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Gorilla Endangered Grauer develops harmful mutations due to population decline and intersection

Some of the mutations can explain why some Grauer mines are merged. There have been changes in genes related to the development of fingers and legs. The researchers warn that other species may have a similar fate. ( Amy Porter Dian Fossi Gorilla Foundation International )

The number of critically endangered Gorilla gorillas has been significantly reduced over the past few decades, which has led to a loss of genetic diversity that now endangers the survival of this species.

Reducing the population size caused by inbreeding

In a new study published in the journal Current biology On Thursday, Dalén's love for the Swedish Natural History Museum and colleagues sequenced genomes from several specimens of eastern gorillas collected a century ago.

They then compared the results with those of the living eastern gorilla, also known as Gauer Gorillas, living in the Democratic Republic of the Congo.

The results showed that Grower gorillas have accumulated harmful mutations, since genetic diversity of species has dropped significantly in just a few generations.

Gorilla's population in Gorilla has fallen by 80 percent over the last few decades due to the loss of poaching and habitats.

Reducing the number led to an increase in the incidence of inbreeding because relatives are more likely to face smaller populations. This resulted in loss of genetic diversity and harmful mutations.

Harmful mutations

Dalén and his colleagues identified several potentially harmful mutations that have increased more frequently over the past four to five generations of Grauer's gorillas.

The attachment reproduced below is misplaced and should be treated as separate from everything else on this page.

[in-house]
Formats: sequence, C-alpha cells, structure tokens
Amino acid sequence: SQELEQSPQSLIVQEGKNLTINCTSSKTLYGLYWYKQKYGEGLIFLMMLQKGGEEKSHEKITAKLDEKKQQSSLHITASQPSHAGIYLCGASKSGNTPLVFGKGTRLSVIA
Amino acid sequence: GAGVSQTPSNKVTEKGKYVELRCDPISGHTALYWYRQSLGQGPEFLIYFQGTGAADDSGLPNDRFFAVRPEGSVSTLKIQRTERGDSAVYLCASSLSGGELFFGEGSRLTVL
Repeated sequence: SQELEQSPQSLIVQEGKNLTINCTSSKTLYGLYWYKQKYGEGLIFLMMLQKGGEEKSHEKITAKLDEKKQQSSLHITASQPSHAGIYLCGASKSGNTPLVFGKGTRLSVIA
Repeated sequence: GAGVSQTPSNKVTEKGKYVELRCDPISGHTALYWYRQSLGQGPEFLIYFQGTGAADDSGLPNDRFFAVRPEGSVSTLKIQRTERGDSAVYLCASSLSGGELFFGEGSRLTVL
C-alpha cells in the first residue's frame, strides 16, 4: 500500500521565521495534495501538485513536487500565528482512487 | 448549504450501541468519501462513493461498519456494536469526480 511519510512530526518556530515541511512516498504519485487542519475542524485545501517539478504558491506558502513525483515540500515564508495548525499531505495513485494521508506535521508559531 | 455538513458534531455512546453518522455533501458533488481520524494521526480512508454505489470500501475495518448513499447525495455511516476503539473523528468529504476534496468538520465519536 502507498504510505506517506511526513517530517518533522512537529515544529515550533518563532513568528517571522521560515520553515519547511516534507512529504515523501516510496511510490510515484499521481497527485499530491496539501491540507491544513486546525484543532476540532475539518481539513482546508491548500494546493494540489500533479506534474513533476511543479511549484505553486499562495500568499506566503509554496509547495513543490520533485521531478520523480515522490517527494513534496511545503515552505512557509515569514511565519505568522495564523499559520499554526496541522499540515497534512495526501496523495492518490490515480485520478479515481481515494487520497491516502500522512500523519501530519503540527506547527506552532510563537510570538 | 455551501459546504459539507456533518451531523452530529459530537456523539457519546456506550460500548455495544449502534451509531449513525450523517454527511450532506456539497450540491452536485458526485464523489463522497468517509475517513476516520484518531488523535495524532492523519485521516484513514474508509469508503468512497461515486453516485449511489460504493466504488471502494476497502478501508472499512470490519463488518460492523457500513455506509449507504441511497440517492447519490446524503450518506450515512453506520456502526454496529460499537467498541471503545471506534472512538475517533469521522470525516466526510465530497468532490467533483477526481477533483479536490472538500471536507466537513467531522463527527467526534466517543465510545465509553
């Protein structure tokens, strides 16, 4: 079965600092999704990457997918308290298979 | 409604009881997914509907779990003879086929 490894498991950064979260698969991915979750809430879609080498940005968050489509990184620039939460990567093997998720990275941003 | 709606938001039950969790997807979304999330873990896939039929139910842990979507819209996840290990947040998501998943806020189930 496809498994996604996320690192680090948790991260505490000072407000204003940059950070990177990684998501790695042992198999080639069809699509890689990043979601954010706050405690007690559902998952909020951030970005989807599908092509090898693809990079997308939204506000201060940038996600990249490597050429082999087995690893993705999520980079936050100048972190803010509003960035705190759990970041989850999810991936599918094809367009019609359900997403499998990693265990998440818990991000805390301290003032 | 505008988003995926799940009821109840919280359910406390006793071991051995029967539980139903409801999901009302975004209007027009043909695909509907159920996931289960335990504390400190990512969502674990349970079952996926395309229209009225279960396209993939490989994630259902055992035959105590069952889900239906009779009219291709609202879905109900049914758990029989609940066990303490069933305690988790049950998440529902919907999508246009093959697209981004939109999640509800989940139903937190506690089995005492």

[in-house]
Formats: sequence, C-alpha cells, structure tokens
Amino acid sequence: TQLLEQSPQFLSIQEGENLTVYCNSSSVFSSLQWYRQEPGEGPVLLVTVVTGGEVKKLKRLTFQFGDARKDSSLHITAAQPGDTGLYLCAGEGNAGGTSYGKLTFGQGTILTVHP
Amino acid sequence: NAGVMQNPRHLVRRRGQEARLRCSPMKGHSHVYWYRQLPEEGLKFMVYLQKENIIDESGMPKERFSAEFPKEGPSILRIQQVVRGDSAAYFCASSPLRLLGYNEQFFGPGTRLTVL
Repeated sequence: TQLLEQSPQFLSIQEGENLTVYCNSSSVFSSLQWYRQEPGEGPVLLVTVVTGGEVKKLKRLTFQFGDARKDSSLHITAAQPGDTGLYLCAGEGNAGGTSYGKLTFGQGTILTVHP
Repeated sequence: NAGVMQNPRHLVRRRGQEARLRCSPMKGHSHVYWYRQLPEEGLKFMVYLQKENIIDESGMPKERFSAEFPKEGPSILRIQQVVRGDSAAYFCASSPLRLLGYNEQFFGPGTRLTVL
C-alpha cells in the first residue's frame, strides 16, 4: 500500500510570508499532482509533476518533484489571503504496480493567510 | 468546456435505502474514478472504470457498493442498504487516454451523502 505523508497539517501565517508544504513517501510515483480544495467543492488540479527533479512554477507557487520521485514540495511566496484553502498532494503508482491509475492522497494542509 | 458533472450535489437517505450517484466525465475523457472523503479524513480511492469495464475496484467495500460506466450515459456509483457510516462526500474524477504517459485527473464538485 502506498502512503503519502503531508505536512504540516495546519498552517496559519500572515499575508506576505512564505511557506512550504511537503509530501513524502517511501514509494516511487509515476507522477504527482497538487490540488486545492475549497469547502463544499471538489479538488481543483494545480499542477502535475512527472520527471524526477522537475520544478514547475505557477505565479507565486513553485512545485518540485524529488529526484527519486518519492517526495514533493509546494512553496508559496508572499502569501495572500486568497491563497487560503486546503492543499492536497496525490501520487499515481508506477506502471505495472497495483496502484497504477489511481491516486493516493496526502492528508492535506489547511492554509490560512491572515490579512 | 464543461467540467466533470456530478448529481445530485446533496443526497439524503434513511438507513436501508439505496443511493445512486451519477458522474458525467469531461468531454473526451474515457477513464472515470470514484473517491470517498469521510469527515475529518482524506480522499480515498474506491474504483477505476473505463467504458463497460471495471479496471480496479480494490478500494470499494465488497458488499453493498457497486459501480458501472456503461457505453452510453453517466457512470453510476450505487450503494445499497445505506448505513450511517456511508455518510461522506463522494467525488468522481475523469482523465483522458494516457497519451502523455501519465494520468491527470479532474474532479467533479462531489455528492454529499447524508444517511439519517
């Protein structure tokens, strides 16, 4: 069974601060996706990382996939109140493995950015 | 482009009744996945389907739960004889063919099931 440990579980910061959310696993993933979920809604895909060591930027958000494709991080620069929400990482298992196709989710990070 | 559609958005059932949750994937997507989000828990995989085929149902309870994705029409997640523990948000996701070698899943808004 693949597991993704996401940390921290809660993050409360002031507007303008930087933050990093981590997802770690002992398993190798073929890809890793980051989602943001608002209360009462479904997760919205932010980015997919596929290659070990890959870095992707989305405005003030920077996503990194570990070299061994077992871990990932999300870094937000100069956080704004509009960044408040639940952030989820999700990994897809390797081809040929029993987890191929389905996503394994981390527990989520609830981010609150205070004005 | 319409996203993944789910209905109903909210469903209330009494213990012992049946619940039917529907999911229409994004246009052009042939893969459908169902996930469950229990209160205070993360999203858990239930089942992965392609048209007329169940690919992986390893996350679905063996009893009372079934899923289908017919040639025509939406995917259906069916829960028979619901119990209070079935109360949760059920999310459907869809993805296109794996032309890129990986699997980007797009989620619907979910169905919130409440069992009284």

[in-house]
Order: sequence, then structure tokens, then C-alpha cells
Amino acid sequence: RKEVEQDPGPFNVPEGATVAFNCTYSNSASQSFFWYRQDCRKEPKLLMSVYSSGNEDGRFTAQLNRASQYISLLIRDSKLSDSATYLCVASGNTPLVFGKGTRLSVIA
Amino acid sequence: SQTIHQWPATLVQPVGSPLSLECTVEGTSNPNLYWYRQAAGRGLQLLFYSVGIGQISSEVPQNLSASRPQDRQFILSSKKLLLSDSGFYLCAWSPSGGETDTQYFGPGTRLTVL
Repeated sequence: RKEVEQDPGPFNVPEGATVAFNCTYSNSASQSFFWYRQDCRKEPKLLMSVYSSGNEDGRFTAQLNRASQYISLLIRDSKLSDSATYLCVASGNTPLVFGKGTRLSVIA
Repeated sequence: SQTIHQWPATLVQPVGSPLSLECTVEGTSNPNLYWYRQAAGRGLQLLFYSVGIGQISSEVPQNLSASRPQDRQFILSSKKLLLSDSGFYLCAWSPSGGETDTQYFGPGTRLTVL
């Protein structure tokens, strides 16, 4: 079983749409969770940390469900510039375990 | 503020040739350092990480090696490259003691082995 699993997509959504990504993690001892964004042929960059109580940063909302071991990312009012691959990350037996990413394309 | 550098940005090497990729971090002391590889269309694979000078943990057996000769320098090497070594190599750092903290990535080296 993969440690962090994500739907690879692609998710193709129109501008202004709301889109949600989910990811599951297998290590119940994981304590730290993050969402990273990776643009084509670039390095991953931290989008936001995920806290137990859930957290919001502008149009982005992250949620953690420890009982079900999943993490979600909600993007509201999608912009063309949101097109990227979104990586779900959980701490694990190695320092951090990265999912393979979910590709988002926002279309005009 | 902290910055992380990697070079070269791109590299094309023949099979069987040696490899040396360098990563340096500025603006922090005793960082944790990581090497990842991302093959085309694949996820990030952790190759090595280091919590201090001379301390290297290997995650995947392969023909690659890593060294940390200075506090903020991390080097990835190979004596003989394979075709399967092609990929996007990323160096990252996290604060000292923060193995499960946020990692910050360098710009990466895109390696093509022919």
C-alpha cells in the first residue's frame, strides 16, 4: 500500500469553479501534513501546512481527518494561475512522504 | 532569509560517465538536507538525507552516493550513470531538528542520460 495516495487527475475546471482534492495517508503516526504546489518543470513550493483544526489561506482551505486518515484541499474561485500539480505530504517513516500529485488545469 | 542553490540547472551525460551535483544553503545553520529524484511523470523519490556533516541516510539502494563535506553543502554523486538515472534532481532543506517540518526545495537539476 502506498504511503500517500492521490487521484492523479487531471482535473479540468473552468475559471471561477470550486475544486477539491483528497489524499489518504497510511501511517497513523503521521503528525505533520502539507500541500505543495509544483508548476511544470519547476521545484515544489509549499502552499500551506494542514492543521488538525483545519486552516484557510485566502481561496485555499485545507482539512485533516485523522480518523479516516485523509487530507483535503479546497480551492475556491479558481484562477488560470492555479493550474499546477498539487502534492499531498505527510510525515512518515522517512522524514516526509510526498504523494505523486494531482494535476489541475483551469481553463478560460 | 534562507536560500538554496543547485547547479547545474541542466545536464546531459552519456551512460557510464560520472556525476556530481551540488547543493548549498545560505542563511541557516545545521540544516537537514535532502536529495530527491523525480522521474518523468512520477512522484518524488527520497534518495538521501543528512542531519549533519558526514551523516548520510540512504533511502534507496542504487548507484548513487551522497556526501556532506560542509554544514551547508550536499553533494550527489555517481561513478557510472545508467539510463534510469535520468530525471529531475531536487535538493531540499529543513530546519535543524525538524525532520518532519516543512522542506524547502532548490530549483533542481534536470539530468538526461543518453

Some of them have been found in genes that affect male fertility and resistance to disease. These changes leave the species less capable of adapting to new diseases and changing the environment.

The researchers also identified mutations that lead to loss of functions in finger and leg development, which may explain why some Grauer gorules have merged numbers.

Dahlen and his colleagues say the findings emphasize the need to address the collapse of the Gorilla population of Grower. Today there are less than 4,000 species, and Grower gorillas are now listed as critically endangered.

"This recent increase in harmful mutations really highlights the need to change the current decline in the population of Gorer Gorers," Dahlen said.

Other species are also at risk

The researchers also warned that there may be other species that may suffer the same fate as a result of the population's decline.

"Many species have suffered a serious decline in the population in the last centuries and may therefore face similar genomic consequences as explained here for Graer burners. In species with shorter generation time, such consequences may be more severe due to faster genomic changes "the researchers wrote in their study.

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